Background: Increasing bacterial resistance to antibiotics is one of the most serious problems in current medicine. An important factor contributing to the growing prevalence of multiresistant bacteria is application of antibiotics. This study aimed at analyzing the development of resistance of Enterobacteriaceae to selected beta-lactam, fluoroquinolone and aminoglycoside antibiotics in the University Hospital Olomouc and assessing the effect of selection pressure of these antibiotics.
Methods: For the period between 1 January 2000 and 31 December 2011, resistance of Klebsiella pneumoniae, Escherichia coli, Enterobacter cloacae and Proteus mirabilis to third- and fourth-generation cephalosporins, meropenem, piperacillin/tazobactam, fluoroquinolones and aminoglycosides was retrospectively studied. For the assessment of selection pressure of antibiotics, a parameter of defined daily dose in absolute annual consumption (DDDatb) based on the ATC/DDD classification and in relative annual consumption (RDDDatb) as the number of defined daily doses per 100 bed-days was used. The relationship between frequency of strains resistant to a particular antibiotic and antibiotic consumption was assessed by linear regression analysis using Spearman's correlation. The level of statistical significance was set at p < 0.05.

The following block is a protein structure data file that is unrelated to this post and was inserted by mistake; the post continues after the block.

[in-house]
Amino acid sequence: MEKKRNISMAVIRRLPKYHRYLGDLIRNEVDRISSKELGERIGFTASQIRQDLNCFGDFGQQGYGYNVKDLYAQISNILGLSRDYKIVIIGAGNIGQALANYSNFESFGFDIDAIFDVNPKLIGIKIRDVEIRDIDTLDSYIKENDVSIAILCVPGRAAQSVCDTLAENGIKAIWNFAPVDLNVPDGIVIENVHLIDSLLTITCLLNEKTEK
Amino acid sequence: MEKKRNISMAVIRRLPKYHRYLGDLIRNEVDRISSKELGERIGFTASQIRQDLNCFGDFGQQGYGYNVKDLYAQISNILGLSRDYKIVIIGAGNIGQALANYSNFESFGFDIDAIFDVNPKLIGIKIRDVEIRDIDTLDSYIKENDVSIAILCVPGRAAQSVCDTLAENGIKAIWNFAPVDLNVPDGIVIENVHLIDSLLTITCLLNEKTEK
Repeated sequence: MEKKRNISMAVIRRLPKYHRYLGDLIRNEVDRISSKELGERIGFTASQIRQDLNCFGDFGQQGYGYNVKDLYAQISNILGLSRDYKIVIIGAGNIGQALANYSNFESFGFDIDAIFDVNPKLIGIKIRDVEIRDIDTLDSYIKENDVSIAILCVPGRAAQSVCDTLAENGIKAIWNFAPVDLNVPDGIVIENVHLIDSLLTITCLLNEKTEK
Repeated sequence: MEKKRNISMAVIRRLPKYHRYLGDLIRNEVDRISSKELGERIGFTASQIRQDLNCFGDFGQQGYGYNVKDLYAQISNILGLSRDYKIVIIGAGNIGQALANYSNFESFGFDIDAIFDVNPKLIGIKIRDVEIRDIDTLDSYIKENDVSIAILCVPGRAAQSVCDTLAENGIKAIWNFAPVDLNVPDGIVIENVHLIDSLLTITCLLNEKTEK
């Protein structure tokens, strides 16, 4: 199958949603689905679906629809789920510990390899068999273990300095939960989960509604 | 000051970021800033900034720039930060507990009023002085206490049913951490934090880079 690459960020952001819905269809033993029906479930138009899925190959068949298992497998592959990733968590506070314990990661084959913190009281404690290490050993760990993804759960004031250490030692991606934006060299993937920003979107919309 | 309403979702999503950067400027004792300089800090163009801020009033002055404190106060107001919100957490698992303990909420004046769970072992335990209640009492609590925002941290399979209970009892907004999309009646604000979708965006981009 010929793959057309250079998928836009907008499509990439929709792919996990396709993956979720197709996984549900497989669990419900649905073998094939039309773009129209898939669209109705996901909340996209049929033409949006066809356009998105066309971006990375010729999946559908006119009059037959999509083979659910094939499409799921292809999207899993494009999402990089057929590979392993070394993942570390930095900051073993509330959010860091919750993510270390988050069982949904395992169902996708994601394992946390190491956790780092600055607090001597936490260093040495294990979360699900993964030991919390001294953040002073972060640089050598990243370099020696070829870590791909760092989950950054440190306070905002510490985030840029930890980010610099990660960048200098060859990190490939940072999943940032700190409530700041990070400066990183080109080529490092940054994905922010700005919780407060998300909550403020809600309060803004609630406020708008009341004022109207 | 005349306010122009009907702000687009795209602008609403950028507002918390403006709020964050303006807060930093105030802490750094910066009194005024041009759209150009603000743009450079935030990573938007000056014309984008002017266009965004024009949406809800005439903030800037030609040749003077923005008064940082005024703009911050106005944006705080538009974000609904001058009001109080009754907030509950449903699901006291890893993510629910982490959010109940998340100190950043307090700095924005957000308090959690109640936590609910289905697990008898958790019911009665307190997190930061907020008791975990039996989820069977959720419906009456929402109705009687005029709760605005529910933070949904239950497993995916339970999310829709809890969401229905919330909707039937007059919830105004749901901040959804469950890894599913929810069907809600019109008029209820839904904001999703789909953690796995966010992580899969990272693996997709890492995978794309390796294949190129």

Results: A total of 113,027 isolates from the Enterobacteriaceae family were analyzed. There was a significant effect of selection pressure of the primary antibiotic in the following cases: piperacillin/tazobactam in Klebsiella pneumoniae, gentamicin in Klebsiella pneumoniae and Escherichia coli and amikacin in Escherichia coli and Enterobacter cloacae. Also, there was significant correlation between resistance to ceftazidime and consumption of piperacillin/tazobactam in Klebsiella pneumoniae and Escherichia coli. No relationship was found between consumption of third- and fourth-generation cephalosporins and resistance to ceftazidime or between fluoroquinolone consumption and resistance to ciprofloxacin.
Conclusion: The study showed the effects of both direct and indirect selection pressure on increasing resistance to gentamicin, amikacin, piperacillin/tazobactam and ceftazidime. Given the fact that no correlation was found between resistance to fluoroquinolones and consumption of either primary or secondary antibiotics, we assume that the increasing resistance to fluoroquinolones is probably due to circulation of resistance genes in the bacterial population and that this resistance was not affected by reduced use of these antibiotics.